Thousands of Syrian families are now in limbo

A Syrian refugee family in their home, Zarka, Jordan

Oxfam has reached more than 1.12 million Syrians both inside the country and those who have found themselves in Jordan and Lebanon, with clean drinking water, sanitation and cash or relief supplies. Our staff and partners are helping families get important information about their rights and connecting them to services such as legal aid. Syria’s descent into conflict has caused one of the biggest humanitarian crises in history. Around 4.8 million people have fled and more than 6.3 million people have been displaced internally. 
Today I reached out to my colleagues who have been profoundly shocked by recent events. “The US lifeline for vulnerable Syrian refugees has been withdrawn for good,” Oxfam’s Syria Campaigns and Policy Manager, Daniel Gorevan, told me. “Thousands of families, including children, who were waiting for a chance for a better and safer life, and who were told they were just a few months away from being resettled to the US, are now in limbo. Let's be clear that this was a tiny number of refugees when put in perspective. A total of 17,000 refugees have been so far resettled by the world's most powerful country, compared to tiny Lebanon which is hosting more than one million Syrians. But even that tiny ray of hope for thousands of people is now gone.” 

Oxfam America is one of the few international organizations still allowed to work in Sudan, for instance, bringing much-needed relief to the most vulnerable people displaced by conflict in Darfur and beyond.  Through partners we have helped 400,000 people, mainly with public health services, but also trying to get them back on their feet through small business grants and loans, as well as installing wells, latrines and distributing relief. 

Yemen refugees need safe haven and peace 

A girl peeps out of her family's tent, Yemen

In Yemen, more than 14 million people – half the entire population – don’t have enough to eat and more than 3 million have been forced to leave their homes because of the aerial bombardments and fighting – although just over 180,000 have been able to make it out to neighboring countries. More than 46,000 people have been killed in the past two years. Oxfam has been in Yemen for more than 30 years, working with government authorities and civil society partners to improve water and sanitation services. We’ve reached more than a million people, including with cash assistance and food vouchers.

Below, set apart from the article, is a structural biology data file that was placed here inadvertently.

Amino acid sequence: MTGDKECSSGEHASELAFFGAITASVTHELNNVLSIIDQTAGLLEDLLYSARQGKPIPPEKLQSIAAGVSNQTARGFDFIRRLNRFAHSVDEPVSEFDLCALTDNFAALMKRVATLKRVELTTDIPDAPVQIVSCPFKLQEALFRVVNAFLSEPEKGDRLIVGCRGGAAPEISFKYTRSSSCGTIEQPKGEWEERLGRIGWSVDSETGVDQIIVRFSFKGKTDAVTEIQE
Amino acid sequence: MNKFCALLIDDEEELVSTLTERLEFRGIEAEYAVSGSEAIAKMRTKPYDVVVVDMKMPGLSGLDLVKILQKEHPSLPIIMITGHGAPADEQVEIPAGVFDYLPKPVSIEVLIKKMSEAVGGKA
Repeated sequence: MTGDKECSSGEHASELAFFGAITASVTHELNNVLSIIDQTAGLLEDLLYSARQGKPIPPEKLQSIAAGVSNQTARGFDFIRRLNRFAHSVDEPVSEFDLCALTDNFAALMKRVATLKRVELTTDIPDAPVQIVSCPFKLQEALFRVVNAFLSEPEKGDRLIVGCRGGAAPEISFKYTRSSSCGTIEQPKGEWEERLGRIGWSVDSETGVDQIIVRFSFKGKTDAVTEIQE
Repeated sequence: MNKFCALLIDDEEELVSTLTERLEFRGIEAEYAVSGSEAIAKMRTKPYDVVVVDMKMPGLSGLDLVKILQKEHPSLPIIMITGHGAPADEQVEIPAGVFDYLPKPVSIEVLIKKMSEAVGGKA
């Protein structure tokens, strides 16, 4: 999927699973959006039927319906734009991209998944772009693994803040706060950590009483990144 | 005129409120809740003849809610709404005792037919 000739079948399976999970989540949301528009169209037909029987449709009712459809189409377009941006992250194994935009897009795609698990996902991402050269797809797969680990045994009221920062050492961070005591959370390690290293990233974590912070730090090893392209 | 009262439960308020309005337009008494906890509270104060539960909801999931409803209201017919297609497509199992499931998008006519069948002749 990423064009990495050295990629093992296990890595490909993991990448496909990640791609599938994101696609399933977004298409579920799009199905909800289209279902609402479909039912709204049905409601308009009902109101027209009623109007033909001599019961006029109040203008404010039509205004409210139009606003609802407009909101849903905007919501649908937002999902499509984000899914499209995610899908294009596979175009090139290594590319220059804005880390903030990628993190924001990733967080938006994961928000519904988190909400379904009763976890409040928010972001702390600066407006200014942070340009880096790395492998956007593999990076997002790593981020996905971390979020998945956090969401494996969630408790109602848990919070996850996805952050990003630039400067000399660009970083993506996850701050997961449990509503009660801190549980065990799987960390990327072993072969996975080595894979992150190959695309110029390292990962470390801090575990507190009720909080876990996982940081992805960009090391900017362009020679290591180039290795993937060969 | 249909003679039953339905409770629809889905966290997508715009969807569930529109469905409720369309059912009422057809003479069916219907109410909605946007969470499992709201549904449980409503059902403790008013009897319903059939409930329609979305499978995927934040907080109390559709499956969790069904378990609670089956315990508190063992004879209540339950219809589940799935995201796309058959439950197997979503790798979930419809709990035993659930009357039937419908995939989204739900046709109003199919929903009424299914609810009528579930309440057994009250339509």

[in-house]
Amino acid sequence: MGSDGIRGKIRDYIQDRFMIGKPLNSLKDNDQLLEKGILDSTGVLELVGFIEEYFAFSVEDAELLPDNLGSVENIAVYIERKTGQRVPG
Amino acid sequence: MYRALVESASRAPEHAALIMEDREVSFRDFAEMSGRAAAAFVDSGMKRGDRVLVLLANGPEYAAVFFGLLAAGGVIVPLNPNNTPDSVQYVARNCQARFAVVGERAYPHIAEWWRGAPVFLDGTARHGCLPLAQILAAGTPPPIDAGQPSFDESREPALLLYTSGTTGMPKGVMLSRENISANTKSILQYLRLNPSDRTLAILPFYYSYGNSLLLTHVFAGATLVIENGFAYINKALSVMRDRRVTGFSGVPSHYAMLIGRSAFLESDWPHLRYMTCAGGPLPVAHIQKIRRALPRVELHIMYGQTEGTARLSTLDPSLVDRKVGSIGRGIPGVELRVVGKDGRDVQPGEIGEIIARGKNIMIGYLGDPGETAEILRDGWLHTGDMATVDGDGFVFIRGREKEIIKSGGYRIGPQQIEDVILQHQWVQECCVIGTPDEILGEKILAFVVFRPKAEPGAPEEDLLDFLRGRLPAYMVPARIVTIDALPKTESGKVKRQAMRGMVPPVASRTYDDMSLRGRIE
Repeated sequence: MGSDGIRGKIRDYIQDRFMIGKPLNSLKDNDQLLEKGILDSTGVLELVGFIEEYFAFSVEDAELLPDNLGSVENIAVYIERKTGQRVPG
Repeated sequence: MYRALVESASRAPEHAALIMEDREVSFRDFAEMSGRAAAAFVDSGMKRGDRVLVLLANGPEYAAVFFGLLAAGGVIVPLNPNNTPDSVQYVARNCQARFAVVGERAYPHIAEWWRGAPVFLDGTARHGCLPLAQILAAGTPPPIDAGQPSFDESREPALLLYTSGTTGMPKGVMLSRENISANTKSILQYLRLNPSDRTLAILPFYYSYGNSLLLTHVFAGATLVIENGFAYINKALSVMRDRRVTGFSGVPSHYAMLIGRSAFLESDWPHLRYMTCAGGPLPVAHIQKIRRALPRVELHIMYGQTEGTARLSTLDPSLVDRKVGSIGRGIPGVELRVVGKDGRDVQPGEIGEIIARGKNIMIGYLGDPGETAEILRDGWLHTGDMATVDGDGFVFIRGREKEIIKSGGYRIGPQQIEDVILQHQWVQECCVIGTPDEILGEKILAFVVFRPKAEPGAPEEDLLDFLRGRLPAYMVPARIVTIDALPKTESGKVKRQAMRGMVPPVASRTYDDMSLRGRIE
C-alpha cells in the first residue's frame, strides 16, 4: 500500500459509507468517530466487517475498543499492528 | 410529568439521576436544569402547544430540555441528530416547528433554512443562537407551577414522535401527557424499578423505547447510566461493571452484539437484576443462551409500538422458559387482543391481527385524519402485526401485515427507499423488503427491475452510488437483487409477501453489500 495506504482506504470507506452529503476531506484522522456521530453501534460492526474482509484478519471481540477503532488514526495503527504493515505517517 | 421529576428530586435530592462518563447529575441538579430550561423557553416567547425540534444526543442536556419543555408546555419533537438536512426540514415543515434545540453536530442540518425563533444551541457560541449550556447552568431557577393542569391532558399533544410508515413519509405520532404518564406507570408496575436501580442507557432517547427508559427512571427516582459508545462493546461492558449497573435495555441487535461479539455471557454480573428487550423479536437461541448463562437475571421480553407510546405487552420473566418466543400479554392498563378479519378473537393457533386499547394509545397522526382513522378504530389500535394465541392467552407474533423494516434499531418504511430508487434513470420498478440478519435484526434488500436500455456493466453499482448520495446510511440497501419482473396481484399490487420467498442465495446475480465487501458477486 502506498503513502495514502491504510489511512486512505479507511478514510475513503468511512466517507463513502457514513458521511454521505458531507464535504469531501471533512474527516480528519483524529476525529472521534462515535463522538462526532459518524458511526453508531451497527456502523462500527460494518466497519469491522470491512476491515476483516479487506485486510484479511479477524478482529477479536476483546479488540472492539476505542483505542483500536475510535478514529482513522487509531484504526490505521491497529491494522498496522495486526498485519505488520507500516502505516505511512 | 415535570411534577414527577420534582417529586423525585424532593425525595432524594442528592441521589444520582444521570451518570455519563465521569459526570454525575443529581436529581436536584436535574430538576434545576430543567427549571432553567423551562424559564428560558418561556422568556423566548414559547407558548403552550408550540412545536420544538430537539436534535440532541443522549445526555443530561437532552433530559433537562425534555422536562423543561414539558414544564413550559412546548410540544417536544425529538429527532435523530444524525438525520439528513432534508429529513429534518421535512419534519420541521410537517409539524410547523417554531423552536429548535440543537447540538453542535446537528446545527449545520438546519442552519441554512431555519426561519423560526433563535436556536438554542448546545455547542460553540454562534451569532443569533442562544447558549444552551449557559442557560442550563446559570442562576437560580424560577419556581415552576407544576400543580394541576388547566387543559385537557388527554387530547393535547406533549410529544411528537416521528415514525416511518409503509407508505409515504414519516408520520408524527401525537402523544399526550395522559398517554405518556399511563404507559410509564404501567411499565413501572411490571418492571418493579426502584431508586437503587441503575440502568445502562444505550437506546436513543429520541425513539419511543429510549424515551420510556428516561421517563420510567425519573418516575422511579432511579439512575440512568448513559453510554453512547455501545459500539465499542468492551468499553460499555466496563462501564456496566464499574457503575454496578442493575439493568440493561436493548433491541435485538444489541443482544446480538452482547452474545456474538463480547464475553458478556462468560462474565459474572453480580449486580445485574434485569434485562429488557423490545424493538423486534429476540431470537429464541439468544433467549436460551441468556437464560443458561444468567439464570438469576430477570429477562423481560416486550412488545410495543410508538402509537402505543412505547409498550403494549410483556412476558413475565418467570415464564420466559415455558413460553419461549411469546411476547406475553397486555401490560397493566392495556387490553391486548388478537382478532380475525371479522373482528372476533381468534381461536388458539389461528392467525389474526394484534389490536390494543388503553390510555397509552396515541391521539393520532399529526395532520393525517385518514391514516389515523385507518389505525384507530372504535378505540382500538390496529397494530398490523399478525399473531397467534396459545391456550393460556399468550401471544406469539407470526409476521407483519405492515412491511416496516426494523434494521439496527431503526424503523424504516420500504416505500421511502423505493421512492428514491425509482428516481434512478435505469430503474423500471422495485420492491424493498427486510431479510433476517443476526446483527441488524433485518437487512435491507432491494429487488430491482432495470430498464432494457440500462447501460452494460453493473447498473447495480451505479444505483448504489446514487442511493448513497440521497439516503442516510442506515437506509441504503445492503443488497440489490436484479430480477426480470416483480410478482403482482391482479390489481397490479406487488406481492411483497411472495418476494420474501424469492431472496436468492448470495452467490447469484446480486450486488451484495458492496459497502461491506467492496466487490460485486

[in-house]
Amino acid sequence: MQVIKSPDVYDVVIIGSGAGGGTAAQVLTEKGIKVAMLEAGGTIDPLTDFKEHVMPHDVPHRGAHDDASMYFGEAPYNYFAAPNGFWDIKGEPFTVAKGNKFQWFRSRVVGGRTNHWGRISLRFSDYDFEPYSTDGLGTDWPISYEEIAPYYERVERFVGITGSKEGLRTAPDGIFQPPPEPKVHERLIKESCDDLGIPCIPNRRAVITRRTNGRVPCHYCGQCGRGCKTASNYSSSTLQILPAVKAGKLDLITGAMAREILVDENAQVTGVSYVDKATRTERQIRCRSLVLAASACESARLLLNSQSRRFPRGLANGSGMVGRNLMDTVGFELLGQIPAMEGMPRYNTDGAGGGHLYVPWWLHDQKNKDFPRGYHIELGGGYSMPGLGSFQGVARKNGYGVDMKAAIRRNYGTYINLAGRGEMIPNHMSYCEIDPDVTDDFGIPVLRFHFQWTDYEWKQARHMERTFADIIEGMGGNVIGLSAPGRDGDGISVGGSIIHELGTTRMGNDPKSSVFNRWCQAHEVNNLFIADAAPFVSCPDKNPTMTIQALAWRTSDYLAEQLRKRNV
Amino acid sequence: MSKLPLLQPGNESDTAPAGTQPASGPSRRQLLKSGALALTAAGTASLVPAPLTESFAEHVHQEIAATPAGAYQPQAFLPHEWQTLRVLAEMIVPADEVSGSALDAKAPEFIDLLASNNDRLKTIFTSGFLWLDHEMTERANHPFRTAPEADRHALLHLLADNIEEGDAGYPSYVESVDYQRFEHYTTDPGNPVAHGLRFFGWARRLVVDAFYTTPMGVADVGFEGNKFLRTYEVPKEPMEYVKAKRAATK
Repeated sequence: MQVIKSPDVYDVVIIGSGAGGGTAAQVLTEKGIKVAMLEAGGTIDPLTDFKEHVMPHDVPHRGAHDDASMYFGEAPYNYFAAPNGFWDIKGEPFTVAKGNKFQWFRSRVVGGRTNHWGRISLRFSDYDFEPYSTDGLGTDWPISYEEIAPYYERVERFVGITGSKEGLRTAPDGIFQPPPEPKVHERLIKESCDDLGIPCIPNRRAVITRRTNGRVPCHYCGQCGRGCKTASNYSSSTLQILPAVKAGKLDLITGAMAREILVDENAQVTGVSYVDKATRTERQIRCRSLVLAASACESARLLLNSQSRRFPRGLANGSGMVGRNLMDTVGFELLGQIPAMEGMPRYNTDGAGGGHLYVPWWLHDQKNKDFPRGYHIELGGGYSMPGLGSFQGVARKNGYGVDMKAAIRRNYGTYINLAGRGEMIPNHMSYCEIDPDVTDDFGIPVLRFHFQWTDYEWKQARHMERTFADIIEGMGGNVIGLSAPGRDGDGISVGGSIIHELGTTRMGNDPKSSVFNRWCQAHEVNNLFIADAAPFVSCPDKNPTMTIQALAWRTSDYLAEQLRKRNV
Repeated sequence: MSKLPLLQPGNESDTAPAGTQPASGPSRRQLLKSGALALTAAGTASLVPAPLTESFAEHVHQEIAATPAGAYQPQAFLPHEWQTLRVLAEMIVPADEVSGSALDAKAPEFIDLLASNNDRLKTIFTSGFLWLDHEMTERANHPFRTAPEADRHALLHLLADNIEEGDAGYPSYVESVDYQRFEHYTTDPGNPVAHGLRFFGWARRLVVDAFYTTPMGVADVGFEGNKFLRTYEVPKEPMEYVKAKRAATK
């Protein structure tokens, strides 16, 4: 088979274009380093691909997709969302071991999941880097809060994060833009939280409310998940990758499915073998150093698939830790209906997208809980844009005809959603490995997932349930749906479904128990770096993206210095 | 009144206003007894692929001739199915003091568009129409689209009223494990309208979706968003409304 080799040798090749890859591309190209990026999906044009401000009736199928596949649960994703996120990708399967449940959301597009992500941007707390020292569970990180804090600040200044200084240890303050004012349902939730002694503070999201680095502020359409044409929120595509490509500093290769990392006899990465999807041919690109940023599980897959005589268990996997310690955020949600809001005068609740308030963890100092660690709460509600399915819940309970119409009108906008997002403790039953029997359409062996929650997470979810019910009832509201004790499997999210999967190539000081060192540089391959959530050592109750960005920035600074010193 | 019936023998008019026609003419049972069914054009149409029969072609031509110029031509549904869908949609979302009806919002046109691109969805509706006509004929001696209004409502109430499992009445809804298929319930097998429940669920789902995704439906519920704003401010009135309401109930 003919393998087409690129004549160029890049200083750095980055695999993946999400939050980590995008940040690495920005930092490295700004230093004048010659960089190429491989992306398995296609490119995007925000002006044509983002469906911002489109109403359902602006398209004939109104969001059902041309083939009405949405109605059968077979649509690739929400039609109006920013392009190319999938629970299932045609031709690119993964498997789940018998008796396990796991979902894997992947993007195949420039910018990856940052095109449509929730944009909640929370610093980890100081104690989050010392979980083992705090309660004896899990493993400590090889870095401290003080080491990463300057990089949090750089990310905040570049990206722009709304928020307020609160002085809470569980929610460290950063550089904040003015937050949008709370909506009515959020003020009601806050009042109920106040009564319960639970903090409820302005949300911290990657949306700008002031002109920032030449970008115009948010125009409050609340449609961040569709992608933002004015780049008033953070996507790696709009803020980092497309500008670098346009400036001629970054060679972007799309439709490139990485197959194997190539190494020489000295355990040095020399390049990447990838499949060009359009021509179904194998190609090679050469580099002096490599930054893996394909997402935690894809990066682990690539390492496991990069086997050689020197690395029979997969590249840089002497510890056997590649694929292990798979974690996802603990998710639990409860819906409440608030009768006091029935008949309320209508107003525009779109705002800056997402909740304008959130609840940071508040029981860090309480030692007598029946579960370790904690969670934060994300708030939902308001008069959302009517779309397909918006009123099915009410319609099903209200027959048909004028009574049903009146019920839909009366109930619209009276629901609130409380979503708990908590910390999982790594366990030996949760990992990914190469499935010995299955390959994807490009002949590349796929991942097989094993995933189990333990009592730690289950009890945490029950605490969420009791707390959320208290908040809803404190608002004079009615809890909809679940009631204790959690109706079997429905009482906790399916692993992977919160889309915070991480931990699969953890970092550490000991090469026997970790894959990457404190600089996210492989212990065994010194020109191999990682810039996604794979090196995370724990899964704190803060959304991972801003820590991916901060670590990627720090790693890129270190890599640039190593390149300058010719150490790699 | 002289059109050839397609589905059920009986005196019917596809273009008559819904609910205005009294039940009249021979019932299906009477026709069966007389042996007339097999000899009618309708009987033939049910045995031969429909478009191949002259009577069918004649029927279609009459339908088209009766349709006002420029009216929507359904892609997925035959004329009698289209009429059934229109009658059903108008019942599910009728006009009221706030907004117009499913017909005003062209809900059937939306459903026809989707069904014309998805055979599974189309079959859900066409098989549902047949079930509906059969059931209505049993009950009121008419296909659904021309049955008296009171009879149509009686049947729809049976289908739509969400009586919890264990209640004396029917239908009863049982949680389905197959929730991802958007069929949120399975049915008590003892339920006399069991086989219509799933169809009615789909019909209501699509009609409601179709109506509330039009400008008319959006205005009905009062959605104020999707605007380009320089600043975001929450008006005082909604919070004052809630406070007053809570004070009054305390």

My colleague Sajjad Mohammad Sajid, Oxfam Yemen’s Country Director, emailed me today: "To Yemenis caught up in this war today, the possibility of finding safe haven anywhere as a refugee is slight, much less anyone finding their way to the US. There are no commercial air routes out of the North and flights are prohibitively expensive from the South. Almost everyone is stuck here anyway. This order banning Yemeni refugees from the US is like an unnecessary insult to their on-going injury. What Yemenis want most of all is peace. What they need from the US and other governments is a concerted effort to stop the war and rebuild their lives. Yemenis don't want to be singled out to be banned from the US but they'd rather that foreign powers concentrate on making their country safe. That must include the US and the UK and other powers to stop selling their arms to Saudi Arabia.”

Meanwhile, in Iraq – where more than 3 million people have been displaced inside the country since 2014 and 220,000 made refugees – Oxfam is working mainly through providing cash or e-vouchers to meet critical household needs. As the frontline recedes, we’ve been able to expand our operations to include new areas in central Iraq. So far we’ve reached 130,000 people and have ambitious plans to increase our presence there. 


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"We ask for your support both to deny this intolerance and in giving life-saving help to the desperate children, women and men who need it."
Winnie Byanyima, Oxfam International Executive Director